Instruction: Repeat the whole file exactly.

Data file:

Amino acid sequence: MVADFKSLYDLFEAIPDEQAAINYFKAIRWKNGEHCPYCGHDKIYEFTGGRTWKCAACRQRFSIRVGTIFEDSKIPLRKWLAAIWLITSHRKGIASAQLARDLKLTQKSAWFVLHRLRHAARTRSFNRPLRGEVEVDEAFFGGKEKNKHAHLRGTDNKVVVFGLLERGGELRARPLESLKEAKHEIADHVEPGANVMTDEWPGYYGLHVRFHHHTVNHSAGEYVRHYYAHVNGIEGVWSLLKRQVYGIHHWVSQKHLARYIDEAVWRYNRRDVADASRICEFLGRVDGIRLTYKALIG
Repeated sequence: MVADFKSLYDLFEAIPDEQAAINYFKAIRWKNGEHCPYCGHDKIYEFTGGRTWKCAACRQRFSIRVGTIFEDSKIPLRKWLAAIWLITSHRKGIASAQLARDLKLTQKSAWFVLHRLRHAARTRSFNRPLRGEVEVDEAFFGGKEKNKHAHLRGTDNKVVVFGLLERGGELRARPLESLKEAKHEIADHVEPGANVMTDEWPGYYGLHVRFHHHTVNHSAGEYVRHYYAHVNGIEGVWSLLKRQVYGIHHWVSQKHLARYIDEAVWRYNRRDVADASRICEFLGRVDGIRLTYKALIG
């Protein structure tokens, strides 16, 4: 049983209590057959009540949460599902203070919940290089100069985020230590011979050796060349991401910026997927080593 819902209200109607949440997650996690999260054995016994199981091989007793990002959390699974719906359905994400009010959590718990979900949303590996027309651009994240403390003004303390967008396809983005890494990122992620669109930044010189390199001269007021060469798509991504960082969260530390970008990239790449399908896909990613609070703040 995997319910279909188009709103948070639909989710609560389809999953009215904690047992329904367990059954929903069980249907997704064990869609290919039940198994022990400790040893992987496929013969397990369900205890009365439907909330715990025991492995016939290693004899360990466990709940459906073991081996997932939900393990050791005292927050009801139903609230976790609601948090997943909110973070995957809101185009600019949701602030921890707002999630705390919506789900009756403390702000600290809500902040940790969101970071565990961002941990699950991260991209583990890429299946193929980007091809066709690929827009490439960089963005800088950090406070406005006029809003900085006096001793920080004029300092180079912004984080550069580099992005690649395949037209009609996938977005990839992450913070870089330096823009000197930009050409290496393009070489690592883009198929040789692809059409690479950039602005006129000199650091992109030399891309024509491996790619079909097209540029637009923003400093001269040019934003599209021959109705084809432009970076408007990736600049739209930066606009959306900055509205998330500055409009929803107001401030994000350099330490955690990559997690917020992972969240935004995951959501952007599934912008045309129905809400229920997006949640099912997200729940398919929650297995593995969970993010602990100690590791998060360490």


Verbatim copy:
Amino acid sequence: MVADFKSLYDLFEAIPDEQAAINYFKAIRWKNGEHCPYCGHDKIYEFTGGRTWKCAACRQRFSIRVGTIFEDSKIPLRKWLAAIWLITSHRKGIASAQLARDLKLTQKSAWFVLHRLRHAARTRSFNRPLRGEVEVDEAFFGGKEKNKHAHLRGTDNKVVVFGLLERGGELRARPLESLKEAKHEIADHVEPGANVMTDEWPGYYGLHVRFHHHTVNHSAGEYVRHYYAHVNGIEGVWSLLKRQVYGIHHWVSQKHLARYIDEAVWRYNRRDVADASRICEFLGRVDGIRLTYKALIG
Repeated sequence: MVADFKSLYDLFEAIPDEQAAINYFKAIRWKNGEHCPYCGHDKIYEFTGGRTWKCAACRQRFSIRVGTIFEDSKIPLRKWLAAIWLITSHRKGIASAQLARDLKLTQKSAWFVLHRLRHAARTRSFNRPLRGEVEVDEAFFGGKEKNKHAHLRGTDNKVVVFGLLERGGELRARPLESLKEAKHEIADHVEPGANVMTDEWPGYYGLHVRFHHHTVNHSAGEYVRHYYAHVNGIEGVWSLLKRQVYGIHHWVSQKHLARYIDEAVWRYNRRDVADASRICEFLGRVDGIRLTYKALIG
């Protein structure tokens, strides 16, 4: 049983209590057959009540949460599902203070919940290089100069985020230590011979050796060349991401910026997927080593 819902209200109607949440997650996690999260054995016994199981091989007793990002959390699974719906359905994400009010959590718990979900949303590996027309651009994240403390003004303390967008396809983005890494990122992620669109930044010189390199001269007021060469798509991504960082969260530390970008990239790449399908896909990613609070703040 995997319910279909188009709103948070639909989710609560389809999953009215904690047992329904367990059954929903069980249907997704064990869609290919039940198994022990400790040893992987496929013969397990369900205890009365439907909330715990025991492995016939290693004899360990466990709940459906073991081996997932939900393990050791005292927050009801139903609230976790609601948090997943909110973070995957809101185009600019949701602030921890707002999630705390919506789900009756403390702000600290809500902040940790969101970071565990961002941990699950991260991209583990890429299946193929980007091809066709690929827009490439960089963005800088950090406070406005006029809003900085006096001793920080004029300092180079912004984080550069580099992005690649395949037209009609996938977005990839992450913070870089330096823009000197930009050409290496393009070489690592883009198929040789692809059409690479950039602005006129000199650091992109030399891309024509491996790619079909097209540029637009923003400093001269040019934003599209021959109705084809432009970076408007990736600049739209930066606009959306900055509205998330500055409009929803107001401030994000350099330490955690990559997690917020992972969240935004995951959501952007599934912008045309129905809400229920997006949640099912997200729940398919929650297995593995969970993010602990100690590791998060360490």